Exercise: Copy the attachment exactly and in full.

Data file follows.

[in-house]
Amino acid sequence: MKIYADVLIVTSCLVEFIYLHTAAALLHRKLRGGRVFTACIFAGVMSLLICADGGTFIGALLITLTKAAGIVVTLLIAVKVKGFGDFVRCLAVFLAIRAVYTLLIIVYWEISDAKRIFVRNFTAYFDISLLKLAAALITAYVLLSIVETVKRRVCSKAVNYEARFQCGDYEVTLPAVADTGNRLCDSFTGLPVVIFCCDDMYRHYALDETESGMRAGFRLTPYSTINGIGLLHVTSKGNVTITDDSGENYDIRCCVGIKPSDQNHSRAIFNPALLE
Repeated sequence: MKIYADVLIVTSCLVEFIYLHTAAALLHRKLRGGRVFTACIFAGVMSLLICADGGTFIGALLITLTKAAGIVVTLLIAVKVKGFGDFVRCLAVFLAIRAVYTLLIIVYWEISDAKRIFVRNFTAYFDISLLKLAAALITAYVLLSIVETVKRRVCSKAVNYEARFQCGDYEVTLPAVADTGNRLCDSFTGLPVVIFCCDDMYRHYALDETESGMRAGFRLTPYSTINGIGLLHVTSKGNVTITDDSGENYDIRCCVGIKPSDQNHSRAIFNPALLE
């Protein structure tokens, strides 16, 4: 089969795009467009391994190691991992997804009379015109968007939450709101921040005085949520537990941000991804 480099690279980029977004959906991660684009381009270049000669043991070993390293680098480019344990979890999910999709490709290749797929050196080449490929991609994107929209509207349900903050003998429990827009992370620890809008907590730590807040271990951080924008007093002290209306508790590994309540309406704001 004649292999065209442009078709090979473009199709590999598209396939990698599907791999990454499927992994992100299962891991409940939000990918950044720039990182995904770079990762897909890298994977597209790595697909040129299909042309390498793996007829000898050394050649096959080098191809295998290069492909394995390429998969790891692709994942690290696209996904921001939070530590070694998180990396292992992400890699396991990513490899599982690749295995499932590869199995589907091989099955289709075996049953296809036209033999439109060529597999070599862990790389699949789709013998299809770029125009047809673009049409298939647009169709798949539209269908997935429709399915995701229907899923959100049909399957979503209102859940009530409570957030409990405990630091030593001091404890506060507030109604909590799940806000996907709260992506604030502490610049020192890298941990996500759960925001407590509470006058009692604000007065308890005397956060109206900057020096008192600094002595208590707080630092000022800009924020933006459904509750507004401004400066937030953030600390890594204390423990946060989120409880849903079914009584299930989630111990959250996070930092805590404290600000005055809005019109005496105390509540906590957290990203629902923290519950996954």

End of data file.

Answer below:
[in-house]
Amino acid sequence: MKIYADVLIVTSCLVEFIYLHTAAALLHRKLRGGRVFTACIFAGVMSLLICADGGTFIGALLITLTKAAGIVVTLLIAVKVKGFGDFVRCLAVFLAIRAVYTLLIIVYWEISDAKRIFVRNFTAYFDISLLKLAAALITAYVLLSIVETVKRRVCSKAVNYEARFQCGDYEVTLPAVADTGNRLCDSFTGLPVVIFCCDDMYRHYALDETESGMRAGFRLTPYSTINGIGLLHVTSKGNVTITDDSGENYDIRCCVGIKPSDQNHSRAIFNPALLE
Repeated sequence: MKIYADVLIVTSCLVEFIYLHTAAALLHRKLRGGRVFTACIFAGVMSLLICADGGTFIGALLITLTKAAGIVVTLLIAVKVKGFGDFVRCLAVFLAIRAVYTLLIIVYWEISDAKRIFVRNFTAYFDISLLKLAAALITAYVLLSIVETVKRRVCSKAVNYEARFQCGDYEVTLPAVADTGNRLCDSFTGLPVVIFCCDDMYRHYALDETESGMRAGFRLTPYSTINGIGLLHVTSKGNVTITDDSGENYDIRCCVGIKPSDQNHSRAIFNPALLE
């Protein structure tokens, strides 16, 4: 089969795009467009391994190691991992997804009379015109968007939450709101921040005085949520537990941000991804 480099690279980029977004959906991660684009381009270049000669043991070993390293680098480019344990979890999910999709490709290749797929050196080449490929991609994107929209509207349900903050003998429990827009992370620890809008907590730590807040271990951080924008007093002290209306508790590994309540309406704001 004649292999065209442009078709090979473009199709590999598209396939990698599907791999990454499927992994992100299962891991409940939000990918950044720039990182995904770079990762897909890298994977597209790595697909040129299909042309390498793996007829000898050394050649096959080098191809295998290069492909394995390429998969790891692709994942690290696209996904921001939070530590070694998180990396292992992400890699396991990513490899599982690749295995499932590869199995589907091989099955289709075996049953296809036209033999439109060529597999070599862990790389699949789709013998299809770029125009047809673009049409298939647009169709798949539209269908997935429709399915995701229907899923959100049909399957979503209102859940009530409570957030409990405990630091030593001091404890506060507030109604909590799940806000996907709260992506604030502490610049020192890298941990996500759960925001407590509470006058009692604000007065308890005397956060109206900057020096008192600094002595208590707080630092000022800009924020933006459904509750507004401004400066937030953030600390890594204390423990946060989120409880849903079914009584299930989630111990959250996070930092805590404290600000005055809005019109005496105390509540906590957290990203629902923290519950996954």